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A study on pattern of organisms in throat swab culture and their sensitivity to antibiotics in patients of rims, adilabad, andhra pradesh

Authors:Pramod E Jadhav , Swapnatai A Meshram , Rajnish S Borkar, Satyanarayana , M. Hemanthrao
Int J Biol Med Res. 2013; 4(1): 2915-2919  |  PDF File

Abstract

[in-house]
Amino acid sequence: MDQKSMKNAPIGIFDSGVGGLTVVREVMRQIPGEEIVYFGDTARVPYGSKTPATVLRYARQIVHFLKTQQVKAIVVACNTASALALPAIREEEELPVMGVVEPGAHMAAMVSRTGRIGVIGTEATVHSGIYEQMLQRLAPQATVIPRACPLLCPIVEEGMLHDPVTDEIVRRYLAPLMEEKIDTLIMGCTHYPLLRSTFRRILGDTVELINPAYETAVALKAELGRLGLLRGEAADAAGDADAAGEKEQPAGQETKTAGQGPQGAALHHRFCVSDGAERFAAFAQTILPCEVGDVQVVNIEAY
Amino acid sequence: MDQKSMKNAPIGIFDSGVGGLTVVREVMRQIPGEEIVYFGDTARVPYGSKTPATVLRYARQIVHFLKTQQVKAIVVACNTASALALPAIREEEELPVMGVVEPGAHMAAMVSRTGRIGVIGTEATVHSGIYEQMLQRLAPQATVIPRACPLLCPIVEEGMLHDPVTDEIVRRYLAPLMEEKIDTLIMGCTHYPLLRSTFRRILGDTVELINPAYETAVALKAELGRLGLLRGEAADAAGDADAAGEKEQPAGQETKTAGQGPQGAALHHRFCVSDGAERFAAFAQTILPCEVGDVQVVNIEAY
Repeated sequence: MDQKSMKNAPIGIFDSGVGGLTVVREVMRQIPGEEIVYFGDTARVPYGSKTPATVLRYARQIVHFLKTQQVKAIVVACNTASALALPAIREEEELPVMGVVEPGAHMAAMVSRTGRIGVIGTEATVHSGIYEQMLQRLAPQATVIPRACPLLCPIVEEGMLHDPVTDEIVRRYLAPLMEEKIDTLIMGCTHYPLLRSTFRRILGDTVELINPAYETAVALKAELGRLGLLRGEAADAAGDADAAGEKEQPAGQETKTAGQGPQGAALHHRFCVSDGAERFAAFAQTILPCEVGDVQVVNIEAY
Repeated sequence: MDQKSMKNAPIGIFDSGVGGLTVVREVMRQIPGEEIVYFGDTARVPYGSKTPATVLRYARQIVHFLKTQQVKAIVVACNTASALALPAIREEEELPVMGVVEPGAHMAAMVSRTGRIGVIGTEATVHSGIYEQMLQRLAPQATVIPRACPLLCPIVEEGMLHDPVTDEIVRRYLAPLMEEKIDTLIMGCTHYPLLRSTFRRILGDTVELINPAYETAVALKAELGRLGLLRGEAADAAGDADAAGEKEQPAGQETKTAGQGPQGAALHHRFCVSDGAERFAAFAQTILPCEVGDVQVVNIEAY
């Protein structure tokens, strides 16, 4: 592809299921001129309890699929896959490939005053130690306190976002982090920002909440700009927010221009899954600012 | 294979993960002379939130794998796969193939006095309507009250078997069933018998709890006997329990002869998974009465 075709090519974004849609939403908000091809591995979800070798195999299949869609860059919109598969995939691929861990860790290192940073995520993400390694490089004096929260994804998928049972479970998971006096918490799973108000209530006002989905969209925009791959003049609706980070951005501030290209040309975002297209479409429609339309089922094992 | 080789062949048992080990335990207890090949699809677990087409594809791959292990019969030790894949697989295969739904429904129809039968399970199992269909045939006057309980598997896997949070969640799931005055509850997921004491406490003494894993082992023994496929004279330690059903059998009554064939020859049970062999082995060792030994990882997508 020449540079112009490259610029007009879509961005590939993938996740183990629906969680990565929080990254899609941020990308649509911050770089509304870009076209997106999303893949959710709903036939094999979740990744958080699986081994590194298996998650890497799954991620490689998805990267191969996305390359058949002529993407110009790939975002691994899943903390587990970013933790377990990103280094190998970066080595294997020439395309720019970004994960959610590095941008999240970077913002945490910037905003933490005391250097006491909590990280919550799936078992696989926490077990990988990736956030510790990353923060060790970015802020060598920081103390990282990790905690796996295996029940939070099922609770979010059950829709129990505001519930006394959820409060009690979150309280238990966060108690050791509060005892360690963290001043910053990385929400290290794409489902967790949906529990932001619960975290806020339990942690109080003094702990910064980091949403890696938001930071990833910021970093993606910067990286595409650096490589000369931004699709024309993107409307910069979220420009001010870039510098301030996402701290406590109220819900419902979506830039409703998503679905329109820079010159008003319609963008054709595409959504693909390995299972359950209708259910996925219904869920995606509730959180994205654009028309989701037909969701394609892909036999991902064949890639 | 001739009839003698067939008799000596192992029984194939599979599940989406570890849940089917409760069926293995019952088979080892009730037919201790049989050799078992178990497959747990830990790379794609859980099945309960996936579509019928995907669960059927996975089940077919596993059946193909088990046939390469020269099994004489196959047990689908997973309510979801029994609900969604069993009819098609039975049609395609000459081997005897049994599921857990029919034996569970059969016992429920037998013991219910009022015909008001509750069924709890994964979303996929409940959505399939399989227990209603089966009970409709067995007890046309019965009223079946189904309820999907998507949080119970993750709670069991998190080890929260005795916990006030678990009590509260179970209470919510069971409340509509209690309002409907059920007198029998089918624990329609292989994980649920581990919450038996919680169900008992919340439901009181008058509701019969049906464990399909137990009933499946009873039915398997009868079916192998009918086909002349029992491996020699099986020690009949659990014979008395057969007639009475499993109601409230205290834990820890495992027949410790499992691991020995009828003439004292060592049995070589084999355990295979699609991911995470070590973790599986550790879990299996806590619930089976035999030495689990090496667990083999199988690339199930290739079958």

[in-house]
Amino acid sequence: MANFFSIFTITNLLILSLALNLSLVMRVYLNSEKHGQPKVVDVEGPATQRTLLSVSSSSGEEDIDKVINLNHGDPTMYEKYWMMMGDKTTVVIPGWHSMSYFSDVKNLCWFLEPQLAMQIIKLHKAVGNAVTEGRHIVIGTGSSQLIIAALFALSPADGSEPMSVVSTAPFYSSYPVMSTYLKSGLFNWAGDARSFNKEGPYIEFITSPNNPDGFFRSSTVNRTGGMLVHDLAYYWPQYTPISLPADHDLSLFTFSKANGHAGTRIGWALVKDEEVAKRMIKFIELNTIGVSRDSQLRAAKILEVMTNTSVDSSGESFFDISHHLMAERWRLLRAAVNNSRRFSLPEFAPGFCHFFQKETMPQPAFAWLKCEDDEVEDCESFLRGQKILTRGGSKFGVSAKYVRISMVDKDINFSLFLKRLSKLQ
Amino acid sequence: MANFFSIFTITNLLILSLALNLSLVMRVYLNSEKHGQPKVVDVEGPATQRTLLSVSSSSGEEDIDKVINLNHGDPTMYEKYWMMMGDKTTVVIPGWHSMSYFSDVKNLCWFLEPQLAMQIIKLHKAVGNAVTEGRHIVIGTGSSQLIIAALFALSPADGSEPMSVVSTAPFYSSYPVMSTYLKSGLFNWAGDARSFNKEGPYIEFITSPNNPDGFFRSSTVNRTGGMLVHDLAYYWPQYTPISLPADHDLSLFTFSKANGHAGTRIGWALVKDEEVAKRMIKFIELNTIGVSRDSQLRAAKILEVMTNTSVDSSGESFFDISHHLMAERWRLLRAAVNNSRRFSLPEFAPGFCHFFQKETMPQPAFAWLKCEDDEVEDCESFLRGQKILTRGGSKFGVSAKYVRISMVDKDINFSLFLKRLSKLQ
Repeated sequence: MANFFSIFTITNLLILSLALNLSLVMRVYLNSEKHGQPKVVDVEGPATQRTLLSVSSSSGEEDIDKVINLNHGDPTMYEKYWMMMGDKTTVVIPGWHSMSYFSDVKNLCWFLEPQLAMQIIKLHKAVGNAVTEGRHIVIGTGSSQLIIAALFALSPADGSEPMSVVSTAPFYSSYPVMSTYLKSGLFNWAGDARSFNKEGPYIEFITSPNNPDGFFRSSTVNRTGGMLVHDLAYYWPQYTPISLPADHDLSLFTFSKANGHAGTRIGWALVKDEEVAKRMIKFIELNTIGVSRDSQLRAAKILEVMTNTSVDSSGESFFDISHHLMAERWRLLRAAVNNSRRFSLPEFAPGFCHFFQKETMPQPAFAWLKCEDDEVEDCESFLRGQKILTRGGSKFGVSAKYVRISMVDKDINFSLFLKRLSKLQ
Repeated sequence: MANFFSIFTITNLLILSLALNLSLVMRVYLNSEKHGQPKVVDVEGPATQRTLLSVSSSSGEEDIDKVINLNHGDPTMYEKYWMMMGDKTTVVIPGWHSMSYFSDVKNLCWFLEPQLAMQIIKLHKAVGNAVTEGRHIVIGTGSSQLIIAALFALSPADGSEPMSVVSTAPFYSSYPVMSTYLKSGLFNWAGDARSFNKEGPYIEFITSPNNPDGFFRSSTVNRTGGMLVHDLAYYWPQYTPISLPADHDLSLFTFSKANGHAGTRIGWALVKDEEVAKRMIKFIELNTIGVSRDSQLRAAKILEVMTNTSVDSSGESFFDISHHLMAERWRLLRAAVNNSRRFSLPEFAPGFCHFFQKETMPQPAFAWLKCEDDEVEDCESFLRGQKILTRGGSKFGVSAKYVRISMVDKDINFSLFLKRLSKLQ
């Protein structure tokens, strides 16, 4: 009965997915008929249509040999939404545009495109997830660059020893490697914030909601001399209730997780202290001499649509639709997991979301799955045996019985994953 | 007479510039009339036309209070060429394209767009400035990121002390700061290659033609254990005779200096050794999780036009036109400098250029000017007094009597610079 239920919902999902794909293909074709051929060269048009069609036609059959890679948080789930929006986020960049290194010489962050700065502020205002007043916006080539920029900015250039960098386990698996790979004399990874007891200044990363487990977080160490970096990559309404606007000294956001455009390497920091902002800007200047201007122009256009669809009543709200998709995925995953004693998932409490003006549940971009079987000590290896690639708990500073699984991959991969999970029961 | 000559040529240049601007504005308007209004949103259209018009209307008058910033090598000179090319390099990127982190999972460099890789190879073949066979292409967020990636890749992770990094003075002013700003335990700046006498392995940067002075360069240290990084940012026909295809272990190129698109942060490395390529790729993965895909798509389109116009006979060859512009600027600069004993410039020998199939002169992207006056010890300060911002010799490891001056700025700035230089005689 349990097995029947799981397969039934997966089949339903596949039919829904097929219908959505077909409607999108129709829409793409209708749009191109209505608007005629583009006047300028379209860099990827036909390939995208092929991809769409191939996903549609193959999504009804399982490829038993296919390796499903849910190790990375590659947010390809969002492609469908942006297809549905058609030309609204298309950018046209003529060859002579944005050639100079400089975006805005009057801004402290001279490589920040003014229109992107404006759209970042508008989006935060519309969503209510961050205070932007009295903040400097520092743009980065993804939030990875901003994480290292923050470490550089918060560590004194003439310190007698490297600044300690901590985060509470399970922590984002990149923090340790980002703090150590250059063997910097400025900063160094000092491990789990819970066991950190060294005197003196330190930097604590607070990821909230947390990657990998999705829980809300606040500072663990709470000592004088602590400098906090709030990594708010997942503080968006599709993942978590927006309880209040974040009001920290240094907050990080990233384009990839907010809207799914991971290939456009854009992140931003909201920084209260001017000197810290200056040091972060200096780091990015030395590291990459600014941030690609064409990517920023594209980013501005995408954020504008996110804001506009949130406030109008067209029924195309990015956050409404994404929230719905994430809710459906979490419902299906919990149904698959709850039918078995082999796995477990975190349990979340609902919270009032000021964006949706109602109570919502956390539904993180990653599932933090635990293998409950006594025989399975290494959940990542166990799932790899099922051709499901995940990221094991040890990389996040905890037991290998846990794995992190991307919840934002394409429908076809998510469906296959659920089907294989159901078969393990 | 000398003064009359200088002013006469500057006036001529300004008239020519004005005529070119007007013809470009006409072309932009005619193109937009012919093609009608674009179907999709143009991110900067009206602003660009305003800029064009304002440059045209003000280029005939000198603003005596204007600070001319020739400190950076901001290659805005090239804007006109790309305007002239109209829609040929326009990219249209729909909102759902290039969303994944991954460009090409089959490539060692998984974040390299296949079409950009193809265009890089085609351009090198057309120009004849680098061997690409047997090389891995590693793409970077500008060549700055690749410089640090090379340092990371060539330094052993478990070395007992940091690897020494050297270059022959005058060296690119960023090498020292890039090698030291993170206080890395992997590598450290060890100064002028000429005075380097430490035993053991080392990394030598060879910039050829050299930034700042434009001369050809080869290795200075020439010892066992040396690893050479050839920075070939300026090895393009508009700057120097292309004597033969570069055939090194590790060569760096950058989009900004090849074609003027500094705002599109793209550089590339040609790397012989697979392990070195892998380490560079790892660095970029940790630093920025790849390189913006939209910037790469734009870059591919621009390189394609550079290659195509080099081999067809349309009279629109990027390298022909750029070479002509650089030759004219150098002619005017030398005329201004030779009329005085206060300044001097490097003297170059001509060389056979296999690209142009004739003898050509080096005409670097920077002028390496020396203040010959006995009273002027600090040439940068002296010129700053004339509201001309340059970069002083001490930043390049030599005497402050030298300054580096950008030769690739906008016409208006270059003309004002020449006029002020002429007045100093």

Background: A pathogen is defined as an organism that has potential to cause disease. Sore throat is one of the commonest complaint of the patients in ENT OPDs. The prevalent cause of sore throat in India is group A streptococci (GSA). But the physicians across the country underestimate the real cause of the sore throat and prescribe the irrational use of antibiotic leading to development of resistance towards the antibiotics by the pathogens. Aims: The present research is taken to estimate the pattern of pathogens and their sensitivity to different antibiotics in the patients of sore throat in Adilabad, a tribal region of Andhra Pradesh. Material & Methods: The study was conducted at RIMS, Adilabad Medical college and hospital. 375 throat swab samples were collected with all aseptic precautions from the sore throat patients in ENT OPD from April 2010 to May 2012 and were sent to Microbiology department for throat swab culture & sensitivity reporting. Results: Out of 375 reports, 125 cases showed no pathogenic organism growth, no growth was obtained in 40 cases. Thirty Coagulase staphylococcus and 87 staphylococcal aureus pathogenic organism were isolated. 62 cultures revealed group Alpha haemolytic streptococcus . Pseudomonas aeruginosa were grown in 9 cases and Klebsiella pneumoniae were seen in 16 reports. Escheresia Coli was grown in only 6 culture. Bimodal peak of more pathogenic growth was observed in the month of May and July. Culture sensitivity reports showed high sensitivity of various pathogens towards erythromycin and resistance towards Ciprofloxacin, ceftrixone, ampicillin. Conclusion: Klebsiella pneumoniae and Pseudomonas aeruginosa are both resistant organisms and an important cause for hospital acquired infections. Emerging resistance to some newer antibiotics is a matter of concern and hence author advocate the formulation of effective antibiotic policy at the national and loco- regional levels.